Blog: Would you like a social conscience with that Martini, sir?
Olly Wehring | 15 January 2007
Don’t you love think tanks. If you want a completely unworkable solution to a real problem, you can always rely on these nameless groups of bureaucrats to come up with a real peach. The drinks industry will be praying then, that the latest brainwave from one of these groups never makes it into public policy.
Go onto the BBC’s news website today and there is a blog by its political editor Nick Robinson reporting on a working group set up by David Cameron, the leader of the Conservative opposition in the UK. The group has been set up to look at how to make business more responsible. It wants the Conservatives to look whether the methods being used to tackle pollution and climate change could also be used to confront other social ills.
So, just as airlines will soon be able to buy and sell permits to emit carbon, food and drink firms might be able to buy and sell them for producing fatty foods or intoxicating drinks.
How on earth this is going to be put into practice is anyone's idea, but the principle is to “give businesses incentives to move away from doing what's bad for society and do more of what's good and to rely less on government regulation”, writes Robinson.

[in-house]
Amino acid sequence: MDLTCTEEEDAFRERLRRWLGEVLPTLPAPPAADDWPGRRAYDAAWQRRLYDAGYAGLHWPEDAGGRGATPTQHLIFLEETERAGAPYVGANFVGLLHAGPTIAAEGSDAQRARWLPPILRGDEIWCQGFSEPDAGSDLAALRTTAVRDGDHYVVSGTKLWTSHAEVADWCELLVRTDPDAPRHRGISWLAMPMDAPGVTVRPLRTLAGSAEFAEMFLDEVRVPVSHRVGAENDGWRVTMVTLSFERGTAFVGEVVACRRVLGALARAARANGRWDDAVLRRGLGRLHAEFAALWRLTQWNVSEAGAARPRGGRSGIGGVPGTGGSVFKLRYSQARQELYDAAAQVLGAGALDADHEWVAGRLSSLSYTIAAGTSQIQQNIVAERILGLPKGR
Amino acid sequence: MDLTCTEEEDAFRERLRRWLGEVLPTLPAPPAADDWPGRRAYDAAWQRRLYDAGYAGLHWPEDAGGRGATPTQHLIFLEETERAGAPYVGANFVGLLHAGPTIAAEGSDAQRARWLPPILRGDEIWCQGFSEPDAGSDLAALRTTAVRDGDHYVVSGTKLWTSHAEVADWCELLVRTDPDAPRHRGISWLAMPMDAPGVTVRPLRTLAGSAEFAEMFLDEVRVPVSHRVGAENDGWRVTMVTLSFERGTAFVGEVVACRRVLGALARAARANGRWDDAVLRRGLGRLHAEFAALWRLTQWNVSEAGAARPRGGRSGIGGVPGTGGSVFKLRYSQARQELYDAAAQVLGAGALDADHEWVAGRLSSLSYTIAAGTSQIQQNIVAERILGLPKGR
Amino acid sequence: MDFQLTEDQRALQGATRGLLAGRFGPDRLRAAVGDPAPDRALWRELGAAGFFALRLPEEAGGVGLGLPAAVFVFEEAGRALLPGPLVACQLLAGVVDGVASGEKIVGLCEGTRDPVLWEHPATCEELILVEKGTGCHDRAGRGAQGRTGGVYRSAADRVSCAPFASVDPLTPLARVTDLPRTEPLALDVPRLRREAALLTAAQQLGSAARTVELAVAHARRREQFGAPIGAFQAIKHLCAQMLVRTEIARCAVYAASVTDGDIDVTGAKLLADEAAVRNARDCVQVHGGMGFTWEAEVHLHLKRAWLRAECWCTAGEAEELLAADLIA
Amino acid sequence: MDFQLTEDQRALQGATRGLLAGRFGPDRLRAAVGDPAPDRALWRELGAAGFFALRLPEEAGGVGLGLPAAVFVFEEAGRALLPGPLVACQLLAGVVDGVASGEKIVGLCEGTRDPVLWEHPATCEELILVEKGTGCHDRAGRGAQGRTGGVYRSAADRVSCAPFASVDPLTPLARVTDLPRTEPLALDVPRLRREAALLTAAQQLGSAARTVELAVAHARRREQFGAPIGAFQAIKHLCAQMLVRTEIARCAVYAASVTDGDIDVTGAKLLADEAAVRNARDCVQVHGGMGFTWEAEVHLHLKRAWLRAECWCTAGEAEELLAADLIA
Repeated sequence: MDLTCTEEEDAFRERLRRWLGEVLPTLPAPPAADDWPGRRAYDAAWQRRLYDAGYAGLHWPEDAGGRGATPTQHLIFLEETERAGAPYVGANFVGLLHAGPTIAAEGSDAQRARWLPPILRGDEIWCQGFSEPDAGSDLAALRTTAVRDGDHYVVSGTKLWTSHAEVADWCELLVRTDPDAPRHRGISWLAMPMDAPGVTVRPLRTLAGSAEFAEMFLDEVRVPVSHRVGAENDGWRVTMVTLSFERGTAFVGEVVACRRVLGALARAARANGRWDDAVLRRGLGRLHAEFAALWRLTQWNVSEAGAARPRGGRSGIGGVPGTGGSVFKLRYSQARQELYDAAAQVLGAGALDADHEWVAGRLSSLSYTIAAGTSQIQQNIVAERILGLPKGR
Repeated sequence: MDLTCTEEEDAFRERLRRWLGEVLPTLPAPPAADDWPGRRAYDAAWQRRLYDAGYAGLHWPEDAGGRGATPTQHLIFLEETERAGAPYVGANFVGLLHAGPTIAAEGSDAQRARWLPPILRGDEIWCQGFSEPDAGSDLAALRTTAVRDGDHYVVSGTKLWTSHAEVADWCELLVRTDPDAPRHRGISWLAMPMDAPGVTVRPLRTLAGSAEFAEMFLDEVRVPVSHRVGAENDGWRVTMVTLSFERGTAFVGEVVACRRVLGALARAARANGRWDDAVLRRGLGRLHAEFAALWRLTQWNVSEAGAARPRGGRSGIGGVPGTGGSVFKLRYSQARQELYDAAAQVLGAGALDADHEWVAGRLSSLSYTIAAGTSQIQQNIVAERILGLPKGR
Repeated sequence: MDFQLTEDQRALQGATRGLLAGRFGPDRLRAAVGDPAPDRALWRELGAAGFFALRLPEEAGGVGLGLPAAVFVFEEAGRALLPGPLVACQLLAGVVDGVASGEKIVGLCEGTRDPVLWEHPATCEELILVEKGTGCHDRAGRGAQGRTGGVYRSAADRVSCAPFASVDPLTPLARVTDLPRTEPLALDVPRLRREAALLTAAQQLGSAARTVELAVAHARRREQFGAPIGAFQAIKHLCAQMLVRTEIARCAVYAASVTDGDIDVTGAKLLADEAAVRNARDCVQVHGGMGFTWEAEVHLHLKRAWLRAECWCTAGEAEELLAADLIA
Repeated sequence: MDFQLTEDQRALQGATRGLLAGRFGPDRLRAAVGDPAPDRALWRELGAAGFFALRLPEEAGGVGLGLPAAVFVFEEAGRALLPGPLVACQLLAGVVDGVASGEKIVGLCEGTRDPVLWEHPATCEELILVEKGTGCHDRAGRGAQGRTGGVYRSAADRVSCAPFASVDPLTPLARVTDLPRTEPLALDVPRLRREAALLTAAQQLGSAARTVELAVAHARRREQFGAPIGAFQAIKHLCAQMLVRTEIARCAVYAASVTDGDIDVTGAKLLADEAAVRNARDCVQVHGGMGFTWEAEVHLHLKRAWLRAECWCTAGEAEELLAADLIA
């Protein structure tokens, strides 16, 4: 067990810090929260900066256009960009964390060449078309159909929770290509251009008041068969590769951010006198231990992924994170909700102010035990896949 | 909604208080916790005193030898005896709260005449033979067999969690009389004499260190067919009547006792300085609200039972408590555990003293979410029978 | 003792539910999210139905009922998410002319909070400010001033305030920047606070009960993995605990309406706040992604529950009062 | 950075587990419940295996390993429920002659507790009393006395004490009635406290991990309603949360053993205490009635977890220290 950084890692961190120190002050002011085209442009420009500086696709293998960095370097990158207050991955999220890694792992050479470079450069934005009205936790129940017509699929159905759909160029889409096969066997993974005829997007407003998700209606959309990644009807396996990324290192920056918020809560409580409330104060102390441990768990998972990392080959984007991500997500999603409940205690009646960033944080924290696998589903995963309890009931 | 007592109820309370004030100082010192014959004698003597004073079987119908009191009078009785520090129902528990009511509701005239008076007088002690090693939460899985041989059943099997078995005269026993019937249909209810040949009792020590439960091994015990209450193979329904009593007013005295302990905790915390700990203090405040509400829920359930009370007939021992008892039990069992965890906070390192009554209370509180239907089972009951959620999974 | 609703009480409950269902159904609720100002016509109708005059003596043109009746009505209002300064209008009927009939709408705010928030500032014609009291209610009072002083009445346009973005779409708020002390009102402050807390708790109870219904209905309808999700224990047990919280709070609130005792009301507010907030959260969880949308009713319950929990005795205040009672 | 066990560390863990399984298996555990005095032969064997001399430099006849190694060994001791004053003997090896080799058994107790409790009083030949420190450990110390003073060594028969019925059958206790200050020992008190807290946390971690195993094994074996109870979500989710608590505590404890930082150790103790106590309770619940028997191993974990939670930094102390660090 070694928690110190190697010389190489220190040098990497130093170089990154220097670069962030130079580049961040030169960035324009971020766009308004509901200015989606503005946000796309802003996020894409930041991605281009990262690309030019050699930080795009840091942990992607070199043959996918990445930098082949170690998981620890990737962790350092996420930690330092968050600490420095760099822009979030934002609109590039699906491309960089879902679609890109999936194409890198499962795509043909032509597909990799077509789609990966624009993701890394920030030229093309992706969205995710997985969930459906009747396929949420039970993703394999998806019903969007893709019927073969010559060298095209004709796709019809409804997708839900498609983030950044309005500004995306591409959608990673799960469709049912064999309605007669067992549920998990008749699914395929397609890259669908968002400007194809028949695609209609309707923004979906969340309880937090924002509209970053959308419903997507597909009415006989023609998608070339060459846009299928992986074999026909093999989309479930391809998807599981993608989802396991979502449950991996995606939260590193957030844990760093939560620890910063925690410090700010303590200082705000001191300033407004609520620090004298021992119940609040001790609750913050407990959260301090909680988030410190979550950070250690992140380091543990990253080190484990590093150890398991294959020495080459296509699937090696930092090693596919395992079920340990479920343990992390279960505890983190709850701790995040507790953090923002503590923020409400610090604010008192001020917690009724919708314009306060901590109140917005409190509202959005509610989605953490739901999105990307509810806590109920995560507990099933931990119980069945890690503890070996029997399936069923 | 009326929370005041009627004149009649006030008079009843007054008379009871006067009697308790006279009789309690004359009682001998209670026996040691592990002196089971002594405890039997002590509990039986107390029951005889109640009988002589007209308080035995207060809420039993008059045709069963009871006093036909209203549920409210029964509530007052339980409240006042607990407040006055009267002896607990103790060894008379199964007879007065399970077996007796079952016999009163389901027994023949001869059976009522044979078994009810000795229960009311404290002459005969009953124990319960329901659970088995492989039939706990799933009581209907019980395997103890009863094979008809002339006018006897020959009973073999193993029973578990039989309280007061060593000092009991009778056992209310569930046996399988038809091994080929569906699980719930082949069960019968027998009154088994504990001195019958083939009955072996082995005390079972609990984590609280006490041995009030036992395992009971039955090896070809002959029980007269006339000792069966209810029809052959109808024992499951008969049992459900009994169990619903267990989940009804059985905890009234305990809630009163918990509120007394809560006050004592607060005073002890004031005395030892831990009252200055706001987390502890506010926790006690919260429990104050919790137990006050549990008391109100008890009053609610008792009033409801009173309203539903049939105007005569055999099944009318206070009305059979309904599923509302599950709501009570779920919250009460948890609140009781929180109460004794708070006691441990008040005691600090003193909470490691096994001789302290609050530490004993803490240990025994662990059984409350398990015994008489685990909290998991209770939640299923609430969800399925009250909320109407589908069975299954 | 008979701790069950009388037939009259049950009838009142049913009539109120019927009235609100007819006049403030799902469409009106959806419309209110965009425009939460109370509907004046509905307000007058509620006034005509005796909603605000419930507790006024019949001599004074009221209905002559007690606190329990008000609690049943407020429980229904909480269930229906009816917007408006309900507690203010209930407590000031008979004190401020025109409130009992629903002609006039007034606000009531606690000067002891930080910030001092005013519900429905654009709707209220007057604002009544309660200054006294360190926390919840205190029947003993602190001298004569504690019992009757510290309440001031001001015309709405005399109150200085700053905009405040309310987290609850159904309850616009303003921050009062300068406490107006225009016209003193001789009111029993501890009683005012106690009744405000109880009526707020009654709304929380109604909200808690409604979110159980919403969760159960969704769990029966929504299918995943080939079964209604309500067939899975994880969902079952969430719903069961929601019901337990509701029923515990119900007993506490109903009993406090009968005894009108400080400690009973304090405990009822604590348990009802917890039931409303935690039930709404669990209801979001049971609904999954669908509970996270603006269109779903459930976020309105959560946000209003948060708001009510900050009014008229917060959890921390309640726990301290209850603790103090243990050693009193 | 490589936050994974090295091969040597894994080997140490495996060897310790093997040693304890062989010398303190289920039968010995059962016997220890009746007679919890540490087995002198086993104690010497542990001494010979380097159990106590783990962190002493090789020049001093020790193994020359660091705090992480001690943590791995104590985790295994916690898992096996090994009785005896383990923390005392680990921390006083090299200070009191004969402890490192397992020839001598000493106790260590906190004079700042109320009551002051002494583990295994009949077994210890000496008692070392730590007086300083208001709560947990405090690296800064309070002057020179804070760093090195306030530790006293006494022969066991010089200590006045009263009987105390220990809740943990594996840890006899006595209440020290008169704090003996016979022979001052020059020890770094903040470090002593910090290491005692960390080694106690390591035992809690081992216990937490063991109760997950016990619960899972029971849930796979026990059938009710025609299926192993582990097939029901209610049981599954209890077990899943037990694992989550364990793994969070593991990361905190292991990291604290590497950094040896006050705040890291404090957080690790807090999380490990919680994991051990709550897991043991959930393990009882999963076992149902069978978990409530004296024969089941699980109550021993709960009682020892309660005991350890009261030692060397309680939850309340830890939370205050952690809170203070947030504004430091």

How does a spirits group begin to produce less product though, or a confectionary company stop making sweets? Perhaps if Diageo were to promise to sponsor an orphan for every 1000 cases of Smirnoff it sold, or adopt a dog from Battersea Dogs Home every time someone was arrested for drunk driving, it could even out its “negative” effect on society.
In all seriousness, the whole thing once again demonises drink, when, in truth, for the vast majority of us there is nothing “bad” about it at all.
Greetings from Zurich. Here as a guest of Heineken's Amstel brand, I'm due to sit down later today with the group's senior global director for international brands, Walter Drenth....
Drinks companies spend a lot of money on trying to predict trends. At last night's Worshipful Company of Distillers City debate, any strategists in the audience got a bit of forecasting for free....
I'll admit to being partial to an Aperol Spritz now and again, more usually in the summer months, sitting outside, shades on, slowly turning more golden/rusty....
Jim Cramer, the excitable host of stock-picker programme Mad Money on CNBC, turned his attention on US brewers last week, attempting to forecast which has the most potential for investors....
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